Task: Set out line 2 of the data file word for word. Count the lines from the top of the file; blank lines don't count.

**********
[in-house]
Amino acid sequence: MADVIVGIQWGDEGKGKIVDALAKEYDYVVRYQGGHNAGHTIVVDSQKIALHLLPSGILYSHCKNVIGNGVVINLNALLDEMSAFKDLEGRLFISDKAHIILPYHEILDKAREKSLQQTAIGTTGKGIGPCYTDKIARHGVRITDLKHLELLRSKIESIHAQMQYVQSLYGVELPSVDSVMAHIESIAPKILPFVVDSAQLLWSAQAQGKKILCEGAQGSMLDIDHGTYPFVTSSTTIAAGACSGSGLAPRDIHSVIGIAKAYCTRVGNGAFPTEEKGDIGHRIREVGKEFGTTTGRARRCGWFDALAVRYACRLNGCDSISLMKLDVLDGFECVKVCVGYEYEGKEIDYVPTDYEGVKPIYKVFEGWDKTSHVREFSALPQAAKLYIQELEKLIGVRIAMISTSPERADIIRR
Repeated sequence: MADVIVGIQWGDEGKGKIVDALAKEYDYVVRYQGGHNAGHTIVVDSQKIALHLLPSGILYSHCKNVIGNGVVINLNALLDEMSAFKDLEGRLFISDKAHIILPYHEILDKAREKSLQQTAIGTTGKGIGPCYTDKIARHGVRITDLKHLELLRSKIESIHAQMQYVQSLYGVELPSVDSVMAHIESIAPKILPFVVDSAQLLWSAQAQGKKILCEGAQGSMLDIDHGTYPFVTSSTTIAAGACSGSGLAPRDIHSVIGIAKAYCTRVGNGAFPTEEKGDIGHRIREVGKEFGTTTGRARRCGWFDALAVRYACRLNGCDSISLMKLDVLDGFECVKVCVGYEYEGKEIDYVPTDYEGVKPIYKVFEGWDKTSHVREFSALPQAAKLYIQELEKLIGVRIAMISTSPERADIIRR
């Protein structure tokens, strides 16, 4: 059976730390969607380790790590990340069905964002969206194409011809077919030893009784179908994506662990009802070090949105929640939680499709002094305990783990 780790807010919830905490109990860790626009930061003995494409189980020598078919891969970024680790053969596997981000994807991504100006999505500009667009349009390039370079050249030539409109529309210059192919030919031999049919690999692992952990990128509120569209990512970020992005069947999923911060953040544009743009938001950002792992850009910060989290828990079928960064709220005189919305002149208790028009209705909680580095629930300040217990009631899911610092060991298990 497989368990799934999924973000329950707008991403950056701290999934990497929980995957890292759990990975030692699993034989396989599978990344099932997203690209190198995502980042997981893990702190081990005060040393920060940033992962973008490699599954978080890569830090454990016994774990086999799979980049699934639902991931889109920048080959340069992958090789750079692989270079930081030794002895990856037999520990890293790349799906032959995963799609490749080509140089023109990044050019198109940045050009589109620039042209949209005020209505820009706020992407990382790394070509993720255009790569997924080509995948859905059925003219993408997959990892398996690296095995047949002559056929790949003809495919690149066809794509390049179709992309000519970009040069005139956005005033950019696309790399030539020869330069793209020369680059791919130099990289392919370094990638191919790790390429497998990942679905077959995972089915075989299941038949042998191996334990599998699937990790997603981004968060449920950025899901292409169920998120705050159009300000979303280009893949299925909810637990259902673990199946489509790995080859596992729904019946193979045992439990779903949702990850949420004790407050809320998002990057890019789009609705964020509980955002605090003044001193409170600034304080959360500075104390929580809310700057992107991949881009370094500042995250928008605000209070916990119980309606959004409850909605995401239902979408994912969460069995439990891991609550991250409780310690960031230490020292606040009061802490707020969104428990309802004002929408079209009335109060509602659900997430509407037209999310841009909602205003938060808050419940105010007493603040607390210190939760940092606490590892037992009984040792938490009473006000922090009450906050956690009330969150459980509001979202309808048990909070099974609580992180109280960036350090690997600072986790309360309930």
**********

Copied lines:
Amino acid sequence: MADVIVGIQWGDEGKGKIVDALAKEYDYVVRYQGGHNAGHTIVVDSQKIALHLLPSGILYSHCKNVIGNGVVINLNALLDEMSAFKDLEGRLFISDKAHIILPYHEILDKAREKSLQQTAIGTTGKGIGPCYTDKIARHGVRITDLKHLELLRSKIESIHAQMQYVQSLYGVELPSVDSVMAHIESIAPKILPFVVDSAQLLWSAQAQGKKILCEGAQGSMLDIDHGTYPFVTSSTTIAAGACSGSGLAPRDIHSVIGIAKAYCTRVGNGAFPTEEKGDIGHRIREVGKEFGTTTGRARRCGWFDALAVRYACRLNGCDSISLMKLDVLDGFECVKVCVGYEYEGKEIDYVPTDYEGVKPIYKVFEGWDKTSHVREFSALPQAAKLYIQELEKLIGVRIAMISTSPERADIIRR